"They say Sen. Obama has no experience," Salerno said, "Well, look where experience has gotten us with the last few Presidents." Did she include Bill Clinton in that list of "experienced" Presidents who disappointed her. "Yes," said Salerno, adding that she had high hopes for the Arkansas governor when he was elected "and then I was very disappointed. He turned out like many previous Presidents." She did not elaborate.
In many ways, the four "Women for Obama" I met are not unlike the youthful volunteers who flocked from many neighboring states to help another fresh-faced Democrat in the Indiana presidential primary — Robert F. Kennedy in 1968, whose victory was the first in his 82-day presidential bid that year and which is now being celebrated in a book by Ray Boomhower and an article in "Vanity Fair." At a time when the latest CNN poll today shows Clinton slightly leading Obama by 48% to 44%, the impact these ladies — and many others like them — have on the contest might be significant.
McCain Is No Bush, Says Top Adviser
One of John McCain’s top campaign advisers made it clear last week that the certain Republican nominee for President will not in any way be linked to the outgoing President nor will his election suggest a "third term" for George W. Bush.
At a Washington luncheon hosted by the Christian Science Monitor, Charles Black, senior advisor to the McCain campaign, was asked "how do you separate McCain from Bush."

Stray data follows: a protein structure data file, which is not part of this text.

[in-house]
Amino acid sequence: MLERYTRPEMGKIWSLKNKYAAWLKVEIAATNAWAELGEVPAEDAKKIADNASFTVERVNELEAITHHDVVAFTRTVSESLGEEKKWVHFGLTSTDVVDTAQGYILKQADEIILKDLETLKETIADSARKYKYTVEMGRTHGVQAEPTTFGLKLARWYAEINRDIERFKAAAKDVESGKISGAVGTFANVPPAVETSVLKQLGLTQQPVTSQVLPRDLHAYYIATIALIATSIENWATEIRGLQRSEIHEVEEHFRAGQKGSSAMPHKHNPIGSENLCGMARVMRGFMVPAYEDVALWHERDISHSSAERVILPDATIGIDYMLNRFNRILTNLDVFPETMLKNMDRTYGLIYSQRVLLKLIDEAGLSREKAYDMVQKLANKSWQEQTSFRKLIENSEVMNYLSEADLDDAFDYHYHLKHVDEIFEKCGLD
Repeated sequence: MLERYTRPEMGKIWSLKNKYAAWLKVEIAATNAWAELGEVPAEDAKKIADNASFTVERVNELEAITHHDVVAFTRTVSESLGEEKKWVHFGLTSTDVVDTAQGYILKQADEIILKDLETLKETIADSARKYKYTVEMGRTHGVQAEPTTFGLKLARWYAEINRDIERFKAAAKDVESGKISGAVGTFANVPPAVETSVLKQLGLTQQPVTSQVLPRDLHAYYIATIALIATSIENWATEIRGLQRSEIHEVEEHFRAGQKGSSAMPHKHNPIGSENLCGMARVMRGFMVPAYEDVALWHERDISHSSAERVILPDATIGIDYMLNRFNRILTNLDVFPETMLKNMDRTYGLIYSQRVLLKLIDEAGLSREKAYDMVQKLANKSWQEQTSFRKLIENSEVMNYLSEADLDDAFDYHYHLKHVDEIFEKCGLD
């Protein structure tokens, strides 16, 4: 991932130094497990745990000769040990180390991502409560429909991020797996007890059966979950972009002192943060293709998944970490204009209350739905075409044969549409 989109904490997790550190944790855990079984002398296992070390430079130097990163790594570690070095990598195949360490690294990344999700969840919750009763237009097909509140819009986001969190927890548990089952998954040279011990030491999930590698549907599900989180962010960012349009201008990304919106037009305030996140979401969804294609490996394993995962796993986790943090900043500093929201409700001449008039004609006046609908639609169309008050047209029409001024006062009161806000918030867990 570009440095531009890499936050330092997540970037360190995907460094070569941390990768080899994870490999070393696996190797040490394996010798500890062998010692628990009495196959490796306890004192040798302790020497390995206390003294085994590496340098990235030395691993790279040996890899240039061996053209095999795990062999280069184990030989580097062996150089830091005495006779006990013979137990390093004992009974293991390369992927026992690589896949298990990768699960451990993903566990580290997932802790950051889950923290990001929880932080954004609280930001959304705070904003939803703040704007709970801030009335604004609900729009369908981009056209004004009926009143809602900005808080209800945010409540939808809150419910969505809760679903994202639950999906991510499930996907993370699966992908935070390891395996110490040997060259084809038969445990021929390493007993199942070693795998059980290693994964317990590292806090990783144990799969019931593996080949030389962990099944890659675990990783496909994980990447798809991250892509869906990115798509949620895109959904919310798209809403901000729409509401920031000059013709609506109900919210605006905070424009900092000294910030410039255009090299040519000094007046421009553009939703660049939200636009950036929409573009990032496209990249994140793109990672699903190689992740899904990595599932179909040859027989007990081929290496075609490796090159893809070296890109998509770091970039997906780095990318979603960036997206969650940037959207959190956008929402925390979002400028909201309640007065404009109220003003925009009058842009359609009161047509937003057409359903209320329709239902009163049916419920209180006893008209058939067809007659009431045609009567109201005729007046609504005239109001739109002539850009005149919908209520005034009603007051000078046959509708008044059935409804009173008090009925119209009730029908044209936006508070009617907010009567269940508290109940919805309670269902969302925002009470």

"John McCain is not George W. Bush," shot back Black, a veteran of presidential campaigns since Ronald Reagan challenged Gerald Ford in 1976, "They ran against each other and have disagreed on a wide range of issues — how to win the war in Iraq, federal spending, and climate change [which, Black added, McCain is planning a major address on soon]."
"McCain is his own man," said Black, and noted that "Those who know him understand he is not a protege of George W. Bush." He said that in the fall campaign, there will be "a god knowledge of McCain’s independence" and, if there’s a close race, "he will not fail to win because of George W. Bush."
As to whether the conservative base will come around to McCain, Black told me" "I can get you the list of 175 prominent conservatives, many of whom have a background in the conservative movement, to counter what you say." Referring to my question about "people without a conservative history" such as Virginia businesswoman Bobbie Kilberg and former Hewlett Packard CEO Carly Fiorini having high-profile roles in the McCain command, Black said: "Carly Fiorini is a lifelong, pro-life conservative Republican. Bobbie Kilberg does come from the moderate win of the party."
He recalled his days in national campaigns after the nominations of Reagan, George H.W. Bush ("to some extent"), and George W. Bush when "we had to work hard on moderates. The conservatives were there." He said that is largely the case with McCain’s certain nomination–that conservatives and conservative organizations are with McCain, but it is the moderate GOPers who need to be brought along.